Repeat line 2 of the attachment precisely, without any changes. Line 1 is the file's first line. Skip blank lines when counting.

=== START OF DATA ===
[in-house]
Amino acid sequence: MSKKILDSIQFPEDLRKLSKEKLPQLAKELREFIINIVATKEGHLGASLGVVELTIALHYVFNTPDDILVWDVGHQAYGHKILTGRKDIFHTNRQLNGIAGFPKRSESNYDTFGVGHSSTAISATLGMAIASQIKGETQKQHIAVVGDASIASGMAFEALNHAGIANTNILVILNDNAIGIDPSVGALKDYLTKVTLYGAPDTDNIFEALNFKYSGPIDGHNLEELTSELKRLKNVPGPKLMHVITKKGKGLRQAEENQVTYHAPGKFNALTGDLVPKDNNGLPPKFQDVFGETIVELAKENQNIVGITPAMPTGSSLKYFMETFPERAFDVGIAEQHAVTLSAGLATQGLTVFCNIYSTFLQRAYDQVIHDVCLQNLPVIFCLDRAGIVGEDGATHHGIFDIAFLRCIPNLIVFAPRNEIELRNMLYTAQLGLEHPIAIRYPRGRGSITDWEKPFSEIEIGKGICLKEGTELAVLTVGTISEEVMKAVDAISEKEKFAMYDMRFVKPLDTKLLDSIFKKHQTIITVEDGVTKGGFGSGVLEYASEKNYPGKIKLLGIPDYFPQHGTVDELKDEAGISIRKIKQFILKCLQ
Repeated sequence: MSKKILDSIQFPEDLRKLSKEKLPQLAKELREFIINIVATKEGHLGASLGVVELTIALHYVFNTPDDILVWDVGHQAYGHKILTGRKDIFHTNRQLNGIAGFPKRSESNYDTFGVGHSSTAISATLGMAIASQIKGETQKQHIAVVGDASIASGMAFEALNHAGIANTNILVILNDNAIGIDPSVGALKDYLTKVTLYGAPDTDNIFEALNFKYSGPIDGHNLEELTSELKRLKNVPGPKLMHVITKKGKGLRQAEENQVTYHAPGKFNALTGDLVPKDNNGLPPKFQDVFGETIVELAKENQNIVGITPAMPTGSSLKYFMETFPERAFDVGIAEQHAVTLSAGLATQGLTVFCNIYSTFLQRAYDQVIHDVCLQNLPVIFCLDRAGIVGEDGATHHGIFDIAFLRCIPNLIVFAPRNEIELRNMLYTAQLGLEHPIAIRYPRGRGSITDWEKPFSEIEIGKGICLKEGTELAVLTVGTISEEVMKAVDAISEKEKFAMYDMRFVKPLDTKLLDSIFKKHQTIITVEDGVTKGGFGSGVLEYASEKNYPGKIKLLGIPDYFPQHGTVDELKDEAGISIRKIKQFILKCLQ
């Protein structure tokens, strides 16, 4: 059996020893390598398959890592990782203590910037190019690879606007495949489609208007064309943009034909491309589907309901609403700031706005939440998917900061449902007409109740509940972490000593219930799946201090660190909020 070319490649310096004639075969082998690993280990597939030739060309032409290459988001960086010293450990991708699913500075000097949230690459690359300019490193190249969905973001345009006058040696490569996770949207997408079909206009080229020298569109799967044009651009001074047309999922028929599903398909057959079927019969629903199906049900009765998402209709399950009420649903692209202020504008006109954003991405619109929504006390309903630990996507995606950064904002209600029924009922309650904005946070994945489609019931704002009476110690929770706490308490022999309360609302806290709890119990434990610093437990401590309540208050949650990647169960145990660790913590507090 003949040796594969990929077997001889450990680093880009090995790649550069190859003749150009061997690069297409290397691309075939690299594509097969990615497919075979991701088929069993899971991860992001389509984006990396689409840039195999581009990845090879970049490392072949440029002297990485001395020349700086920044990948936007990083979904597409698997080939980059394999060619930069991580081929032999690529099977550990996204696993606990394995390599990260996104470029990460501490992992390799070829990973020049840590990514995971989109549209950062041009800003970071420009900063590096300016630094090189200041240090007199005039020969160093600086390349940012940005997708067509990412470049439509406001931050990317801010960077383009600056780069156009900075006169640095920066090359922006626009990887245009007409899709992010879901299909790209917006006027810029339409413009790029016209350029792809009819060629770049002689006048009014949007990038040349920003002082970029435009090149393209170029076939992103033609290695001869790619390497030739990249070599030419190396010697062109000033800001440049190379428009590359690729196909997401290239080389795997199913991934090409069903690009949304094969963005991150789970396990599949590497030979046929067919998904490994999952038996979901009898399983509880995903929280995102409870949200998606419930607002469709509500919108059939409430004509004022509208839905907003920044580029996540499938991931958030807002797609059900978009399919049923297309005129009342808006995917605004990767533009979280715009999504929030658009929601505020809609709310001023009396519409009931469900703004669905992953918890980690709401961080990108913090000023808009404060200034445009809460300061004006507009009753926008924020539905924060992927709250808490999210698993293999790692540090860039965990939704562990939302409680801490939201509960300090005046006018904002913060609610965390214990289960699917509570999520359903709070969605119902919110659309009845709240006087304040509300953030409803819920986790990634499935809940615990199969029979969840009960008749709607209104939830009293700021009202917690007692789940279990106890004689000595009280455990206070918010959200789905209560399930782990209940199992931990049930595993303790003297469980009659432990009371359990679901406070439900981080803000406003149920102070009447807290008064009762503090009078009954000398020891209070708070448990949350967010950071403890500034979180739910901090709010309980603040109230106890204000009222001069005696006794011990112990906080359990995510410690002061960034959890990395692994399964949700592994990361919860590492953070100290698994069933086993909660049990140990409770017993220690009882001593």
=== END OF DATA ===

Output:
Amino acid sequence: MSKKILDSIQFPEDLRKLSKEKLPQLAKELREFIINIVATKEGHLGASLGVVELTIALHYVFNTPDDILVWDVGHQAYGHKILTGRKDIFHTNRQLNGIAGFPKRSESNYDTFGVGHSSTAISATLGMAIASQIKGETQKQHIAVVGDASIASGMAFEALNHAGIANTNILVILNDNAIGIDPSVGALKDYLTKVTLYGAPDTDNIFEALNFKYSGPIDGHNLEELTSELKRLKNVPGPKLMHVITKKGKGLRQAEENQVTYHAPGKFNALTGDLVPKDNNGLPPKFQDVFGETIVELAKENQNIVGITPAMPTGSSLKYFMETFPERAFDVGIAEQHAVTLSAGLATQGLTVFCNIYSTFLQRAYDQVIHDVCLQNLPVIFCLDRAGIVGEDGATHHGIFDIAFLRCIPNLIVFAPRNEIELRNMLYTAQLGLEHPIAIRYPRGRGSITDWEKPFSEIEIGKGICLKEGTELAVLTVGTISEEVMKAVDAISEKEKFAMYDMRFVKPLDTKLLDSIFKKHQTIITVEDGVTKGGFGSGVLEYASEKNYPGKIKLLGIPDYFPQHGTVDELKDEAGISIRKIKQFILKCLQ